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Mapping Race Relations


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Two years ago Paula Henderson came across a quote from a 1938 Federal Housing Administration manual: "If a neighborhood is to retain stability, it is necessary that properties shall continue to be occupied by the same social and racial classes." She started looking for redlining maps after talking to her daughter, who was writing a dissertation on the history of race relations in a Chicago suburb. When she found one from the 1930s that divided Chicago into color-coded areas, the white neighborhoods were white, and the black ones--where the FHA wouldn't insure mortgages, according to the map--were filled with black and red. Henderson's 17 paintings and drawings at Linda Warren--large, enigmatic diagrams with forceful designs and colors--stemmed from this research.

Among the first works Henderson made after finding the map were paintings based on sports stadium seating diagrams, which she configured like mandalas. "Sports seem to be the nexus of so much to do with race and class," she says. "I've known professional players through friends and my children--my daughter is married to a former Bear." One young pro who was cut by the Bears but wanted to continue playing told stories about the "cattle calls" he attended: the players had to wear briefs, and team officials would handle their muscles. "Black players would refer to it as this high-priced slave block," Henderson says. "Sports spectators are mostly white, and the players are mostly black. People watch religiously--and some yell at the players as if they own them." The floor designs of the basketball court at the center of Mandala III suggest the heads and shoulders of two black players. And the borders of Schemata IV's white-on-black design, surrounding a high school basketball court at the center, repeat diagrams of NBA floors, reflecting "the squeeze of the professional machine on young guys."

I didn't recognize the sources of Schemata IV, though Henderson says some basketball fans have. But its combined assertiveness and hermeticism almost cries out for decoding. Most works in the show seem to challenge the viewer to figure out their meanings, some of which come through without explanation in At Home II. Five differently colored figures arrayed as if dancing are repeated in 12 groups superimposed on architectural floor plans, changing places in each depiction, the distinctions between them seeming to dissolve. Henderson uses repetition to suggest oneness, as in the 12 images of seesaws, each holding a black and a white figure, in Toile: Domestic Balance III: the figures are unbalanced in the top row, but they're all perfectly balanced at the bottom.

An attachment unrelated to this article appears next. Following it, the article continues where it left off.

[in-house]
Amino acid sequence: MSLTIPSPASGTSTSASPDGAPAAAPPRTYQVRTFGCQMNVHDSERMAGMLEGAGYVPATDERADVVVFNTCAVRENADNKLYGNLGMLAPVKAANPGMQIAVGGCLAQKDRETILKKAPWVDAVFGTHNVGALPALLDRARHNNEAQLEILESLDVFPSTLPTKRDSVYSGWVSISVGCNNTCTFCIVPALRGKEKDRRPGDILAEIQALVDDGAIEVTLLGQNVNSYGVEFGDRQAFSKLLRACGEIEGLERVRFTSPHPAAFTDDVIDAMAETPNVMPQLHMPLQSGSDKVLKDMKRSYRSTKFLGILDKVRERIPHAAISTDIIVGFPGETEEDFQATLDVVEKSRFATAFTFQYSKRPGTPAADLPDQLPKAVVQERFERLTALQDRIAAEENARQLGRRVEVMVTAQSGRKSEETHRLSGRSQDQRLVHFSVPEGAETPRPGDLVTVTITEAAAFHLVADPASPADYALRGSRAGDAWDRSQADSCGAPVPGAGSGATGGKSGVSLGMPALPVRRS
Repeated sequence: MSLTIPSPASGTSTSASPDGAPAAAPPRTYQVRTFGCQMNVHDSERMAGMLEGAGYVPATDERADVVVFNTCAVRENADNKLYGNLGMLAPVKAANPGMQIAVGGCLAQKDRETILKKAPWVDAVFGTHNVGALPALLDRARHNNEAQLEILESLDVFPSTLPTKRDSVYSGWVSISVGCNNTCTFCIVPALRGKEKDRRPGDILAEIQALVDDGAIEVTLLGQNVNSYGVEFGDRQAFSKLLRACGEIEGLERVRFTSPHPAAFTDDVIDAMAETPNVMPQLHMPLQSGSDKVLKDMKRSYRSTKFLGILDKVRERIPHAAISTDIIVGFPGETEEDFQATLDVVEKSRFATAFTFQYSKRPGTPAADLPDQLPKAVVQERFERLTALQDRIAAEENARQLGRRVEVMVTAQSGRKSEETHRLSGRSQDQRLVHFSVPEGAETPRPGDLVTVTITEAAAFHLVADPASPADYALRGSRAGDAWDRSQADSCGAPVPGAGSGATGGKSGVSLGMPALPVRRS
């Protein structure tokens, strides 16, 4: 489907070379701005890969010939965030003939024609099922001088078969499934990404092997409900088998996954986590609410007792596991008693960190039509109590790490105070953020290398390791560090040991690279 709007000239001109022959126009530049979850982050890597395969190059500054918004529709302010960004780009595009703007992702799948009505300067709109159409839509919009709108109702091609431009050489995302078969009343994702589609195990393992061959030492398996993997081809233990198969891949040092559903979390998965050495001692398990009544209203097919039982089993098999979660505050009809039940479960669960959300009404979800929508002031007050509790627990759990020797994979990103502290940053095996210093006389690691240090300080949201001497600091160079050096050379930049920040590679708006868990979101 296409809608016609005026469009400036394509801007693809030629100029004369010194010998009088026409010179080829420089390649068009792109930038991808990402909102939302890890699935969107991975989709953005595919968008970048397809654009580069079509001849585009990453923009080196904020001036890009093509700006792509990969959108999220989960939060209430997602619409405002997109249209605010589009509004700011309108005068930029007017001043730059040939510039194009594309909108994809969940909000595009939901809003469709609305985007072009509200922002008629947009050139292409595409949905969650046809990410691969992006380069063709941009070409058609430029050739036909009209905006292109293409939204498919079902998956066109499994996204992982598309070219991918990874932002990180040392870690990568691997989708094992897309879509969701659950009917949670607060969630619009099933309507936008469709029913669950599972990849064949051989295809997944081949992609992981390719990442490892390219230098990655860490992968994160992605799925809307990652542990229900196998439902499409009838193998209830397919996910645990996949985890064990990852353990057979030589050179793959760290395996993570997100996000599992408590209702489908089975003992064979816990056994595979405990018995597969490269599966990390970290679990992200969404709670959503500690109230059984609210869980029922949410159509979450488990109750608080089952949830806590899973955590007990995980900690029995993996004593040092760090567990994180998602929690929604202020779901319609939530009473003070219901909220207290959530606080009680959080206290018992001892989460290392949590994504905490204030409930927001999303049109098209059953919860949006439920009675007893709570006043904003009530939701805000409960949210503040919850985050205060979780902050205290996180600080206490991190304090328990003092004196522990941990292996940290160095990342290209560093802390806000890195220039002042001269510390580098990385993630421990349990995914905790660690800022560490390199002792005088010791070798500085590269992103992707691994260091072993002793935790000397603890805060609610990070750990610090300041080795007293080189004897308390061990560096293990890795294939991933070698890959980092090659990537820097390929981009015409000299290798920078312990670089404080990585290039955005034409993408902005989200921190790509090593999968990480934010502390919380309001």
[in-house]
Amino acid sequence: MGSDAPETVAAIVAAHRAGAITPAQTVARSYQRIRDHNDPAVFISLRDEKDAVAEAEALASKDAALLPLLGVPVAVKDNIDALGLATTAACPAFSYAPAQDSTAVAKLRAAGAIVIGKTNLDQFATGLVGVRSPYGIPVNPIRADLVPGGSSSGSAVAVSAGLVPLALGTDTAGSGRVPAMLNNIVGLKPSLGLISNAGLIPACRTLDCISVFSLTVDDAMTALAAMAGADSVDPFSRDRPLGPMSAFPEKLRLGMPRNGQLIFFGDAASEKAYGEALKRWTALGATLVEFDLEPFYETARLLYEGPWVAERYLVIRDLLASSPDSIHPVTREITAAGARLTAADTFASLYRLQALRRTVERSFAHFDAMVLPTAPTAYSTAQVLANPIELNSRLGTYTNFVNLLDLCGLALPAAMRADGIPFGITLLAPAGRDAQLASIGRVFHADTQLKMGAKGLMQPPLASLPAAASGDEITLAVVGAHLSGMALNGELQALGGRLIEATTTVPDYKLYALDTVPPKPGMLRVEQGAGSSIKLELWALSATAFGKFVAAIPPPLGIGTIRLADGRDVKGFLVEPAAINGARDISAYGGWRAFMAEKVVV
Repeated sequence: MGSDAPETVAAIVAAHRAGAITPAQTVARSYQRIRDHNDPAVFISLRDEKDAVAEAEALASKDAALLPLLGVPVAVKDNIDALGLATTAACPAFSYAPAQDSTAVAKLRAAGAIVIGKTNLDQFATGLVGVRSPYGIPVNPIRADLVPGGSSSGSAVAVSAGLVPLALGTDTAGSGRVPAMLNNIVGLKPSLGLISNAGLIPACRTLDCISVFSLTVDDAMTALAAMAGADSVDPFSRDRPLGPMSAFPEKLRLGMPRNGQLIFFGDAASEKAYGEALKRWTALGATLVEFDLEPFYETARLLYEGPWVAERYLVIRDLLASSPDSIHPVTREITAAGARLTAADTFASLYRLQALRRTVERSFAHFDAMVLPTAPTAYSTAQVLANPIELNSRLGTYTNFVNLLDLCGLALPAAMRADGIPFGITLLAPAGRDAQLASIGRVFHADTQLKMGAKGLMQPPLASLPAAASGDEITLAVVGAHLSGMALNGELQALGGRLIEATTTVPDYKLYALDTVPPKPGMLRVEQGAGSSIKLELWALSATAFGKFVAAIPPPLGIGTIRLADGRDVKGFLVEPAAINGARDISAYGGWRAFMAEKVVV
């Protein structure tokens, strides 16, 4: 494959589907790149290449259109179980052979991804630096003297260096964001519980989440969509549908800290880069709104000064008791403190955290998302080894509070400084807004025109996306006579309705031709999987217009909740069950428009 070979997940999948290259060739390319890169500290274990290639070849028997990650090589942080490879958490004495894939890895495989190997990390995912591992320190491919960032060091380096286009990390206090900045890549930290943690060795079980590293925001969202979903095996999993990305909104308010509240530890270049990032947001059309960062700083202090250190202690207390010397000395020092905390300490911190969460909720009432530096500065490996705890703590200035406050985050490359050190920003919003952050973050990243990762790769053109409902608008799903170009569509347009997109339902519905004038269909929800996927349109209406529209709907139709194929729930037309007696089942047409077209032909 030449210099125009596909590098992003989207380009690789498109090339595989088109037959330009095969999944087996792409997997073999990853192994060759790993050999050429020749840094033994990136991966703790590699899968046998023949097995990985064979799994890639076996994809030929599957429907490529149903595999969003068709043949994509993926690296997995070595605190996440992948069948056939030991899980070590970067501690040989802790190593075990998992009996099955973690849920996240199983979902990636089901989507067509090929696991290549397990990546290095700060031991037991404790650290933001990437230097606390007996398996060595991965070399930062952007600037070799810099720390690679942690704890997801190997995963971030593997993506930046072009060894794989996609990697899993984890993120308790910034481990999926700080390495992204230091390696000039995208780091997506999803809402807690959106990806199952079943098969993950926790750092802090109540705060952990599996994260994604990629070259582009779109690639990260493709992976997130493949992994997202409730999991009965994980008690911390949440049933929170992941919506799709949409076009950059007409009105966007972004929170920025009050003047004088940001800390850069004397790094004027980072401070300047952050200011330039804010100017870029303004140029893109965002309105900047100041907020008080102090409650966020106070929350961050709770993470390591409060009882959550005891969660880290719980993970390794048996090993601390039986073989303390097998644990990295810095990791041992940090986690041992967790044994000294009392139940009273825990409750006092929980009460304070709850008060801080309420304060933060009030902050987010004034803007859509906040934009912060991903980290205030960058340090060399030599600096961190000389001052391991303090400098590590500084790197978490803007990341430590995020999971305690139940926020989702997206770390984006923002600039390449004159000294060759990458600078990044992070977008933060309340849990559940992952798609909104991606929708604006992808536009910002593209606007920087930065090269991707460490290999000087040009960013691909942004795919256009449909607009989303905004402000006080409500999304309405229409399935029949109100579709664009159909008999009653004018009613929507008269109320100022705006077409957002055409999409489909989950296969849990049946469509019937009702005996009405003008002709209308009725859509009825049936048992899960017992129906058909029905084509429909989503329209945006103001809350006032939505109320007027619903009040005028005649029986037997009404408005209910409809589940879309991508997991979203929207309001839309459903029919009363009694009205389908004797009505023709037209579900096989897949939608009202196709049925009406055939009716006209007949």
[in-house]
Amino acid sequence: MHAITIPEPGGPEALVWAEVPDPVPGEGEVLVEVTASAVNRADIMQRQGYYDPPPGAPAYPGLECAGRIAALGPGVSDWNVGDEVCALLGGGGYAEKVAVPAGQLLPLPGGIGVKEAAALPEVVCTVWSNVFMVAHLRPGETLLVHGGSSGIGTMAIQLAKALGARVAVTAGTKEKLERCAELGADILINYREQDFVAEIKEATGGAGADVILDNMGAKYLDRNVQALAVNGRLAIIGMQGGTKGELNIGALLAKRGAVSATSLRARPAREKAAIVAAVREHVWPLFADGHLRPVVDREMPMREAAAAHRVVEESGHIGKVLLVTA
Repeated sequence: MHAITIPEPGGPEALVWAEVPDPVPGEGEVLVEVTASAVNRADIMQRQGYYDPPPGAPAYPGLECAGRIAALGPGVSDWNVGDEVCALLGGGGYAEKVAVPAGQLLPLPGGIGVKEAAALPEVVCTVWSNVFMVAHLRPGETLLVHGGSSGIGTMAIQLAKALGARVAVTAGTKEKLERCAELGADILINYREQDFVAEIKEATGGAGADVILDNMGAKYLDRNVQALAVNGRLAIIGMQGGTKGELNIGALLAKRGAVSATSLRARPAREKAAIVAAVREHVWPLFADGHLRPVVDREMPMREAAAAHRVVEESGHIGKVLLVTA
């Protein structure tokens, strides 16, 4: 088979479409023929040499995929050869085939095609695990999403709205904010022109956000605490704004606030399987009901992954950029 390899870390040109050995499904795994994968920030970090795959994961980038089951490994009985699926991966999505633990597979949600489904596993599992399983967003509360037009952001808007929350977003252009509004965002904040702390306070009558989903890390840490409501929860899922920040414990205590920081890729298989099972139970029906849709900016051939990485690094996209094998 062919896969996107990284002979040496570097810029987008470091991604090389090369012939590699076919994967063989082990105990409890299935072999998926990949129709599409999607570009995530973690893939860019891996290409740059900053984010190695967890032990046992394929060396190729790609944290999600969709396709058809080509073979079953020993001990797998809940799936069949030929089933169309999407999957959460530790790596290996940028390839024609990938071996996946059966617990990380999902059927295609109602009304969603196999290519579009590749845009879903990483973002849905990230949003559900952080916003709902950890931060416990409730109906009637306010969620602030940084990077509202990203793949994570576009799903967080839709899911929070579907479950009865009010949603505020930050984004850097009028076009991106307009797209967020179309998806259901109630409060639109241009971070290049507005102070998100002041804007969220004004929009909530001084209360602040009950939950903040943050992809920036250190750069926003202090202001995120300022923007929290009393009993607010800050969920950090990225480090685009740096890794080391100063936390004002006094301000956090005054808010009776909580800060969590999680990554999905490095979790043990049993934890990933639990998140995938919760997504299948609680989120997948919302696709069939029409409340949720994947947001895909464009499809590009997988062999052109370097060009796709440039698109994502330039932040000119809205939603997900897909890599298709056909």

Henderson became aware of race and class growing up in the Boston suburbs in the 1950s, meeting inner-city kids as a tutor and reacting against a racist uncle who was a Boston police detective. At the University of Massachusetts at Amherst she became interested in politically minded Mexican muralists, and her two favorite professors, one Colombian and the other Chinese, "always talked about art in its relationship to world history, to the class struggle." She met her African-American husband in college in 1970, and her relationship with him made her even more aware of race. "Black men were getting arrested on Fridays by the campus police and released on Mondays," she says. "The standard joke was that this was to keep white girls safe."

The deeper subject of these works, however, is Henderson's religious faith. Her husband, a third-generation Baha'i, is now a Baha'i official; Henderson converted a few months after they met. "I was attracted to the Baha'i faith because it teaches the oneness of all religions and of all peoples," she says. She switched from figurative to nature-inspired work in the 80s, when she began a series of paintings that included water and its reflections, influenced by the teachings of Baha'i founder Baha'u'llah, "who talks about how everything down to the smallest atoms has been affected by the revelation of the divine." Baha'i attitudes toward race are a consequence of this unifying worldview, and like the Baha'i abstract painter Mark Tobey, whose work Henderson loves, she uses repeating patterns to express her beliefs.

Henderson also includes several maps. In Chicago: The Extended ReMix, she rearranged the city's neighborhoods. "I thought, 'What would happen if Garfield Park were next to the Gold Coast?' One of my students from Humboldt Park was excited to see it--he said, 'Now I get to live by the lake.'"

Paula Henderson: Schematic Patterns

Where: Linda Warren, 1052 W. Fulton

When: Through 4/2

Info: 312-432-9500

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